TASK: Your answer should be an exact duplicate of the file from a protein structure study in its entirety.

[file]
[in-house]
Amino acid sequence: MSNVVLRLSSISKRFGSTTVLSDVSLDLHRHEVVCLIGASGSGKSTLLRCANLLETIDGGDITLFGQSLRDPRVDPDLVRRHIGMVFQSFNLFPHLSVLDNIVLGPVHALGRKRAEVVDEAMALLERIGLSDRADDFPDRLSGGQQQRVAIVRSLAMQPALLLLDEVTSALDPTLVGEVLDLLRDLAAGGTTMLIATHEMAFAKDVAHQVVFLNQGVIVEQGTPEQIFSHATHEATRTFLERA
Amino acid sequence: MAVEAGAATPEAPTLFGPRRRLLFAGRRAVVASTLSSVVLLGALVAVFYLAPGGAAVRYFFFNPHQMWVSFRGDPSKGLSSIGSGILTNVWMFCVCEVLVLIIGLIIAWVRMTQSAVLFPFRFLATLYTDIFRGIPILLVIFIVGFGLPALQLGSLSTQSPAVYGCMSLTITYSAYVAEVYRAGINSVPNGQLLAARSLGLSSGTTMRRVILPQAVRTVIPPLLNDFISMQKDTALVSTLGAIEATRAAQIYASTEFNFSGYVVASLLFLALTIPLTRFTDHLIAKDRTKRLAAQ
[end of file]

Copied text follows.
[in-house]
Amino acid sequence: MSNVVLRLSSISKRFGSTTVLSDVSLDLHRHEVVCLIGASGSGKSTLLRCANLLETIDGGDITLFGQSLRDPRVDPDLVRRHIGMVFQSFNLFPHLSVLDNIVLGPVHALGRKRAEVVDEAMALLERIGLSDRADDFPDRLSGGQQQRVAIVRSLAMQPALLLLDEVTSALDPTLVGEVLDLLRDLAAGGTTMLIATHEMAFAKDVAHQVVFLNQGVIVEQGTPEQIFSHATHEATRTFLERA
Amino acid sequence: MAVEAGAATPEAPTLFGPRRRLLFAGRRAVVASTLSSVVLLGALVAVFYLAPGGAAVRYFFFNPHQMWVSFRGDPSKGLSSIGSGILTNVWMFCVCEVLVLIIGLIIAWVRMTQSAVLFPFRFLATLYTDIFRGIPILLVIFIVGFGLPALQLGSLSTQSPAVYGCMSLTITYSAYVAEVYRAGINSVPNGQLLAARSLGLSSGTTMRRVILPQAVRTVIPPLLNDFISMQKDTALVSTLGAIEATRAAQIYASTEFNFSGYVVASLLFLALTIPLTRFTDHLIAKDRTKRLAAQ